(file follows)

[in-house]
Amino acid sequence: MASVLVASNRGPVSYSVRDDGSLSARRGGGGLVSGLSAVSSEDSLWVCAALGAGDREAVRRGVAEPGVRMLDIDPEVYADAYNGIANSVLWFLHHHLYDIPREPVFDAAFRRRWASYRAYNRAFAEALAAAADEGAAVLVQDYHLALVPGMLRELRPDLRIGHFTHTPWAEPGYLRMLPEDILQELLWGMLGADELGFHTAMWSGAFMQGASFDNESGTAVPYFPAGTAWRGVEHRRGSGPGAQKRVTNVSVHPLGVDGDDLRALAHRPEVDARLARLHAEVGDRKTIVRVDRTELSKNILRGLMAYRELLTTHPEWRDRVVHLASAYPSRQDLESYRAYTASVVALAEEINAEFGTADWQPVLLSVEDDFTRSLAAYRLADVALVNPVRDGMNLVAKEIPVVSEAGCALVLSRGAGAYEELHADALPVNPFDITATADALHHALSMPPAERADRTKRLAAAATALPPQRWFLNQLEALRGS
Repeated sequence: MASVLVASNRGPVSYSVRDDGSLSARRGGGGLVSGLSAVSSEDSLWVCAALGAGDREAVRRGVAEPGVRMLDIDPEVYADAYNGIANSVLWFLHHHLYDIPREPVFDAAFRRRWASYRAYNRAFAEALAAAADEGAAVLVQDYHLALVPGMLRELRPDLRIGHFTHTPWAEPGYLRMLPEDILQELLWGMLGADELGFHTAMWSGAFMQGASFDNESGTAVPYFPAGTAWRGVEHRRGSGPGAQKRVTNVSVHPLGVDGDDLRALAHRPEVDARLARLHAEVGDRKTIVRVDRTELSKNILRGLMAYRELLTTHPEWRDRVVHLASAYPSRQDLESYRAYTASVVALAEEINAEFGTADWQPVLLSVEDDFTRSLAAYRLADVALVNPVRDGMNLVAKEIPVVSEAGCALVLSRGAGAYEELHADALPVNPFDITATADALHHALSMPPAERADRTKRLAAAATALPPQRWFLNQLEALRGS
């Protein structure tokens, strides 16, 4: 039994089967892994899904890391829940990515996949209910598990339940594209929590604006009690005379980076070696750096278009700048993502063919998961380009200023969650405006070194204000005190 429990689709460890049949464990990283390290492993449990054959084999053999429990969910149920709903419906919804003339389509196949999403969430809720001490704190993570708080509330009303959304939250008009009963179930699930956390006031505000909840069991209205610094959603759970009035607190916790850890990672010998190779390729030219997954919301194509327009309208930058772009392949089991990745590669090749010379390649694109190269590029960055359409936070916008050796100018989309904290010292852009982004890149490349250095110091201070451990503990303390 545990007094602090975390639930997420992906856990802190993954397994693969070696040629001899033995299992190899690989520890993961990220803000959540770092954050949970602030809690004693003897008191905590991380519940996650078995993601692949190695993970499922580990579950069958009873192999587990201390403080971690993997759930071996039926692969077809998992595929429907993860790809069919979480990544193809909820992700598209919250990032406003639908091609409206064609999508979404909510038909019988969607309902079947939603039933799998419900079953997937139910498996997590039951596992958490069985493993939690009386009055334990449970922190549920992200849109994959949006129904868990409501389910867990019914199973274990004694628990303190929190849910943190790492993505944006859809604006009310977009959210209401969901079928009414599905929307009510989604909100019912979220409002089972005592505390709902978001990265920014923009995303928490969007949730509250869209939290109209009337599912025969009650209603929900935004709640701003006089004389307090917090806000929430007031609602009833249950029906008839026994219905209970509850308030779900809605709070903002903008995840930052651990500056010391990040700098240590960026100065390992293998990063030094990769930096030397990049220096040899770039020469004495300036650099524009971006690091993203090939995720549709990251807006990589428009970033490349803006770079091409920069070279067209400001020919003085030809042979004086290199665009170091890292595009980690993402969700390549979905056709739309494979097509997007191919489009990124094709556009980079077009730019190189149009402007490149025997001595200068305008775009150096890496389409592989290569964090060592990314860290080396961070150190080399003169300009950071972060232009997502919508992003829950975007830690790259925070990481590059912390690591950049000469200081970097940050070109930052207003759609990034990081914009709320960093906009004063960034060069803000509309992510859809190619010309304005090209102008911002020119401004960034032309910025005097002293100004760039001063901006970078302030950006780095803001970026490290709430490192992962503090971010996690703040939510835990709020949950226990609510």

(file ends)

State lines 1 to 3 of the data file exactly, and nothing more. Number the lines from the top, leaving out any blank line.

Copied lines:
[in-house]
Amino acid sequence: MASVLVASNRGPVSYSVRDDGSLSARRGGGGLVSGLSAVSSEDSLWVCAALGAGDREAVRRGVAEPGVRMLDIDPEVYADAYNGIANSVLWFLHHHLYDIPREPVFDAAFRRRWASYRAYNRAFAEALAAAADEGAAVLVQDYHLALVPGMLRELRPDLRIGHFTHTPWAEPGYLRMLPEDILQELLWGMLGADELGFHTAMWSGAFMQGASFDNESGTAVPYFPAGTAWRGVEHRRGSGPGAQKRVTNVSVHPLGVDGDDLRALAHRPEVDARLARLHAEVGDRKTIVRVDRTELSKNILRGLMAYRELLTTHPEWRDRVVHLASAYPSRQDLESYRAYTASVVALAEEINAEFGTADWQPVLLSVEDDFTRSLAAYRLADVALVNPVRDGMNLVAKEIPVVSEAGCALVLSRGAGAYEELHADALPVNPFDITATADALHHALSMPPAERADRTKRLAAAATALPPQRWFLNQLEALRGS
Repeated sequence: MASVLVASNRGPVSYSVRDDGSLSARRGGGGLVSGLSAVSSEDSLWVCAALGAGDREAVRRGVAEPGVRMLDIDPEVYADAYNGIANSVLWFLHHHLYDIPREPVFDAAFRRRWASYRAYNRAFAEALAAAADEGAAVLVQDYHLALVPGMLRELRPDLRIGHFTHTPWAEPGYLRMLPEDILQELLWGMLGADELGFHTAMWSGAFMQGASFDNESGTAVPYFPAGTAWRGVEHRRGSGPGAQKRVTNVSVHPLGVDGDDLRALAHRPEVDARLARLHAEVGDRKTIVRVDRTELSKNILRGLMAYRELLTTHPEWRDRVVHLASAYPSRQDLESYRAYTASVVALAEEINAEFGTADWQPVLLSVEDDFTRSLAAYRLADVALVNPVRDGMNLVAKEIPVVSEAGCALVLSRGAGAYEELHADALPVNPFDITATADALHHALSMPPAERADRTKRLAAAATALPPQRWFLNQLEALRGS